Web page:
The Mashpee Wampanoag Tribe is another step closer to becoming energy independent with renewable energy thanks to help from the federal government.
The Mashpee Wampanoag Community Development Corporation received $94,000 this week as a follow up grant from the Bureau of Indian Affairs’ Division of Energy and Mineral Development to further develop what they are calling the Tribal Utility Corporation as well as a pioneering micro-grid eco-village.
The utility corporation is similar to the Cape Light Compact. As a sovereign nation, the tribe would be able to buy energy directly from the grid and then provide energy at a much cheaper rate to tribal members, said Mark D. Harding, president of the tribe’s Community Development Corporation.
In addition, the grant will help the tribe move forward with seeking different renewable energy projects. Mr. Harding said that would likely result in solar panels on government buildings, as well as on homes, canopies and carports.
Part of the plan aims to create an “eco-village” that will allow the corporation to provide energy to the Tribe’s new affordable housing development on Meeting House Road in Mashpee. The Meeting House Road project, which recently received about $12 million in funding, includes possible construction of 42 rental units, including 13 units reserved for low-income members of the tribe.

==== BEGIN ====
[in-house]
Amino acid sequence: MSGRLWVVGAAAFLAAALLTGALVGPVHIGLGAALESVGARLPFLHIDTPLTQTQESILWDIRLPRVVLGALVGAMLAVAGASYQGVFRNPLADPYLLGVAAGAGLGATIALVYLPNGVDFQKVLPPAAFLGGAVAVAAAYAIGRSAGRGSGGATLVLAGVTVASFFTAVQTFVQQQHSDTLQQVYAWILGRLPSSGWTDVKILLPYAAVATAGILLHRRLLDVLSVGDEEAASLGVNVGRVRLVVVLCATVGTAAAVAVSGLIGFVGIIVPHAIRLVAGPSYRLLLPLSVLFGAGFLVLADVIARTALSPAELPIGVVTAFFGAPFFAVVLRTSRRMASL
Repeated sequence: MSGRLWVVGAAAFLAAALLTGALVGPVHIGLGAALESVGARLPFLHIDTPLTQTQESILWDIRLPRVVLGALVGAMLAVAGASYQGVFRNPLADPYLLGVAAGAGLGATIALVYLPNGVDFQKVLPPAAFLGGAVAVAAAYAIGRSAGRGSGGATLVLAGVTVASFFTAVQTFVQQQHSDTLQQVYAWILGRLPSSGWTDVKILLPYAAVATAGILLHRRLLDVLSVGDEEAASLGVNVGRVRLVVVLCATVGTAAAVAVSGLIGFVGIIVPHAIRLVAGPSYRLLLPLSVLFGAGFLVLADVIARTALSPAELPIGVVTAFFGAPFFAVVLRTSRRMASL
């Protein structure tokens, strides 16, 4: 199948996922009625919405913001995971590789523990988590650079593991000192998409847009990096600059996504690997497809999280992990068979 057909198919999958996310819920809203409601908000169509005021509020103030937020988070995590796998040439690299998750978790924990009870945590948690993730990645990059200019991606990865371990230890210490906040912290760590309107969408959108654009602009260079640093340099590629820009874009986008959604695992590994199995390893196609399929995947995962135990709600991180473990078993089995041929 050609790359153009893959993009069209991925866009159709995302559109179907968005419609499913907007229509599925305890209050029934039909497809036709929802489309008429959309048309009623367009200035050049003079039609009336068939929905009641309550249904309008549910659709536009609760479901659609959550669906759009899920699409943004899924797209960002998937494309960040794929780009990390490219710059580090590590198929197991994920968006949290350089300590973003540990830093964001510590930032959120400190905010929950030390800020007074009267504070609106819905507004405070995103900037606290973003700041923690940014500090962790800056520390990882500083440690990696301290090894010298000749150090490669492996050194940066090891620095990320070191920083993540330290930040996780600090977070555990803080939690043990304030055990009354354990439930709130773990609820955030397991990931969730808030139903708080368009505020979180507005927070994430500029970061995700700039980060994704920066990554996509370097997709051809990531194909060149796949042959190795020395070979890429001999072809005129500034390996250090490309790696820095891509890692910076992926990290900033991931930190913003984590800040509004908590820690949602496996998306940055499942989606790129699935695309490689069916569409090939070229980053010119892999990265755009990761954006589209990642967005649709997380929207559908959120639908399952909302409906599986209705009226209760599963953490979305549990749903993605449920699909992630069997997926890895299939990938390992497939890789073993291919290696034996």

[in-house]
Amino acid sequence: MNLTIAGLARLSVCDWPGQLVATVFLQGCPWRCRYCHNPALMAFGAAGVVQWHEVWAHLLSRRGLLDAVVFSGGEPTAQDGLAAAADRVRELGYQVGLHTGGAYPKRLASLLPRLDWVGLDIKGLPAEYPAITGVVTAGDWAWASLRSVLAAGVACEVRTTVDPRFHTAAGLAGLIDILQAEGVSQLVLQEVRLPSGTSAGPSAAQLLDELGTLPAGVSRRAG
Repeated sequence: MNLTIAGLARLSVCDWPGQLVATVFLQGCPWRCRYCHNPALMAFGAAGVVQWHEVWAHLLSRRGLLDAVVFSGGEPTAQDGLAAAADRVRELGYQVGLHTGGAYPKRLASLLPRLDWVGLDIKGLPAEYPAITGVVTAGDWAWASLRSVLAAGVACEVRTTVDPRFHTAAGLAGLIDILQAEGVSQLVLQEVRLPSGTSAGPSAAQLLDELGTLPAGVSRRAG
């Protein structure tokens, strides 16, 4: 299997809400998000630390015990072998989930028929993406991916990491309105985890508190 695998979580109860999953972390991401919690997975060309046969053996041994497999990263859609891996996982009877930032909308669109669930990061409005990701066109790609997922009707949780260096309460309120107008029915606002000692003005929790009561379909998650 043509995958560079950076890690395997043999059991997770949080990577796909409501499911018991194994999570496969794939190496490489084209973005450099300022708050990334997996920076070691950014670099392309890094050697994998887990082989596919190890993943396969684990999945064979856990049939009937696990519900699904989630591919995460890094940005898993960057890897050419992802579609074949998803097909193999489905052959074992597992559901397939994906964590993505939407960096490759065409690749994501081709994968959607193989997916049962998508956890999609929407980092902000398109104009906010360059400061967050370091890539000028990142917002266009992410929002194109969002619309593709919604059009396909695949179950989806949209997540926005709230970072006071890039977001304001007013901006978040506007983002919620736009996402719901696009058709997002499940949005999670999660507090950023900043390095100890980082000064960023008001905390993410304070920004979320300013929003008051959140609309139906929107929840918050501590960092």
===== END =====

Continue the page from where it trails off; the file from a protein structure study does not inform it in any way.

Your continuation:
Mr. Harding sees the energy corporation as a natural venture for the Tribe.
“At the heart of this development is the desire to close the loop with respect to natural resource production and use,” said Mr. Harding. “For centuries our people have understood the need to live and walk in harmony with the natural world. With this most recent grant, we’re now closer to incorporating those traditional ways into a modern business model.”
The Tribe’s Community Development Corporation has contracted with Baker Tilly Virchow Krause, LLP to assist with the project and will continue to do so with the latest grant. Baker Tilly is a national advisory firm.
The Community Development Corporation originally received a $310,000 grant from the same federal program in 2016, and Baker Tilly since has been working with the corporation.
From 2016 to 2017, Baker Tilly and the corporation performed a preliminary feasibility study of the development of a Tribal Utility Authority, as well as the assessment of wind and solar resources on tribal lands. These studies found that deployment of solar energy generation was a viable path to offset energy costs, generate revenue, and reduce the tribe’s carbon footprint.
The tribe’s Community Development Corporation was organized in 2016 to promote economic security and community development of the tribe. It aims to help the tribe gain economic independence.
Mr. Harding said that the group has other projects on the horizon aside from the energy project that would assist with its goals.